Wales have delayed their squad announcement ahead of taking on England in the Six Nations on Saturday, amid ongoing uncertainty of potential strike action.
The row surrounds player contracts, with players saying they do not have long-term certainty as part of a new deal from the Professional Rugby Board (PRB).
The squad announcement was due to take place on Tuesday at midday and the reason for the delay is unclear.
In a news conference on Tuesday afternoon, Wales’ head coach Warren Gatland said he was “confident” the match against England would go ahead as planned.
Gatland added that the developments off the pitch had been a “challenge” but the players had “trained well” in spite of the dispute.
Gatland, who returned to take charge of Wales in December, replacing Wayne Pivac, said he wished he “would have known a few things that were going on” when he took the job and described his time back in charge of the squad as a “whirlwind”.
The Welsh Rugby Players Association (WRPA) represents Welsh players and has criticised Wales rugby bosses, saying its players “feel let down” and “have had enough” amid delays over agreeing new contracts.
It added that the delay is having a “profound effect” on players, particularly those out of contract, and is “placing unacceptable strain on mental health and overall wellbeing”.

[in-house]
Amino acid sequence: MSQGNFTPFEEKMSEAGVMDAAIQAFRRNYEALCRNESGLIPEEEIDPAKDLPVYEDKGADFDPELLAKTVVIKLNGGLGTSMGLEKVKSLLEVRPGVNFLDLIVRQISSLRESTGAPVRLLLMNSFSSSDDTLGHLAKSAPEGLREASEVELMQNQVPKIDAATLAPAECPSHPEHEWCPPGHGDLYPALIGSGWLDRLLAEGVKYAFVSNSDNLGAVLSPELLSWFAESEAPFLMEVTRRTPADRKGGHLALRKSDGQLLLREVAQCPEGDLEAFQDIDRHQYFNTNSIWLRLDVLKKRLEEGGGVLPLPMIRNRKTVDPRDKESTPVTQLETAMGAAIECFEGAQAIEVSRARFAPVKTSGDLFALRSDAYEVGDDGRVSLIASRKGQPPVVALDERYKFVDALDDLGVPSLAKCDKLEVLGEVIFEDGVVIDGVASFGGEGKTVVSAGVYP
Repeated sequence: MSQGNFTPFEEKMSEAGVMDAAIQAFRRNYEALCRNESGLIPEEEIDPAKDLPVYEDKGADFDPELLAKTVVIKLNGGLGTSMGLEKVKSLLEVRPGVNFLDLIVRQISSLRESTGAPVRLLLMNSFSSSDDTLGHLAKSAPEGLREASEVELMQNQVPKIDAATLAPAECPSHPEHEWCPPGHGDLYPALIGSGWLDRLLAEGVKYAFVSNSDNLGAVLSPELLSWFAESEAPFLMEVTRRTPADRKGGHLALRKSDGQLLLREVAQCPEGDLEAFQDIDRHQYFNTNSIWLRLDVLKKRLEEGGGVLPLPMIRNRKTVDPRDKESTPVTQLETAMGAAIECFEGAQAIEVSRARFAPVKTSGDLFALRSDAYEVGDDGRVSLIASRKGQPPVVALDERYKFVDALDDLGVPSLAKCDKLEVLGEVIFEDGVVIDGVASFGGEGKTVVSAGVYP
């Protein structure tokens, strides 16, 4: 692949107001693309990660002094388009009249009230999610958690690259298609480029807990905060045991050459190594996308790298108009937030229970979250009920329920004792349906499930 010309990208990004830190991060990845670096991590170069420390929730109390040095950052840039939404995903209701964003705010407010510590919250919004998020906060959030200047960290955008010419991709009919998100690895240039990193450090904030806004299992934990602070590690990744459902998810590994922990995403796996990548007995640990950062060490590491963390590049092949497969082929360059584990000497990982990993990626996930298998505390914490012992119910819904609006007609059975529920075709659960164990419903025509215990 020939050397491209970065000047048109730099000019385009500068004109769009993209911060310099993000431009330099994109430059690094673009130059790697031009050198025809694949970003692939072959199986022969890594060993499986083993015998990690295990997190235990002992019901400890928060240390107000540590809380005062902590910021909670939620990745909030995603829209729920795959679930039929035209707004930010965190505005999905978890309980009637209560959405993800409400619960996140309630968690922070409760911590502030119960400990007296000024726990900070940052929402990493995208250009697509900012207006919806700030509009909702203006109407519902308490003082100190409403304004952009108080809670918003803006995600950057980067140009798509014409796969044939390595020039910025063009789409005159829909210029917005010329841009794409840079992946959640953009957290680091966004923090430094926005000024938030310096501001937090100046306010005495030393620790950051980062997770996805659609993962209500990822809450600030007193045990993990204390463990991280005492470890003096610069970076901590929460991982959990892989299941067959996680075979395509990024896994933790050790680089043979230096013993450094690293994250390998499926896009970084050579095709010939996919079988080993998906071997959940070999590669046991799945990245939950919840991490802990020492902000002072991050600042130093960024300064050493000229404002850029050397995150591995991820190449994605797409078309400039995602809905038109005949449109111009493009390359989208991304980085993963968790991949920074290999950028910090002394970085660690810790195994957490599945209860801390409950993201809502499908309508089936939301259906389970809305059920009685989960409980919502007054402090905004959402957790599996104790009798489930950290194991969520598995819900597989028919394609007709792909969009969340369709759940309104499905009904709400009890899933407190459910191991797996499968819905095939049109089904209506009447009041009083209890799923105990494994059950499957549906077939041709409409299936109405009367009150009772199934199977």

Negotiations have been ongoing since January, but so far an agreement is yet to be reached.
Further talks are set to take place between the PRB and the WRPA on Wednesday.
The PRB, which is made up of representatives from the five professional entities in Welsh rugby: the WRU, Scarlets, Ospreys, Cardiff Rugby and Dragons, said that “clubs have been paying salaries that their businesses cannot afford”.
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A six-year deal has reportedly been verbally agreed which would introduce a salary cap, a new approach to releasing players for international matches and a formal framework that co-ordinates contract negotiations across all four of Wales’ regional sides as well as the nation’s professional squad.
But players want to scrap the rule which means that only players with 60 caps or more can play for a club outside of Wales and still play for the national team.
They also want to be represented on the Professional Rugby Board and are unhappy with a variable salary set to be introduced next season which would mean 20 per cent of players’ salary would be based on bonuses.
With uncertainty off the field, the performance on the field has not been as Wales would have hoped, having lost their first two games in the championship for the first time in 16 years.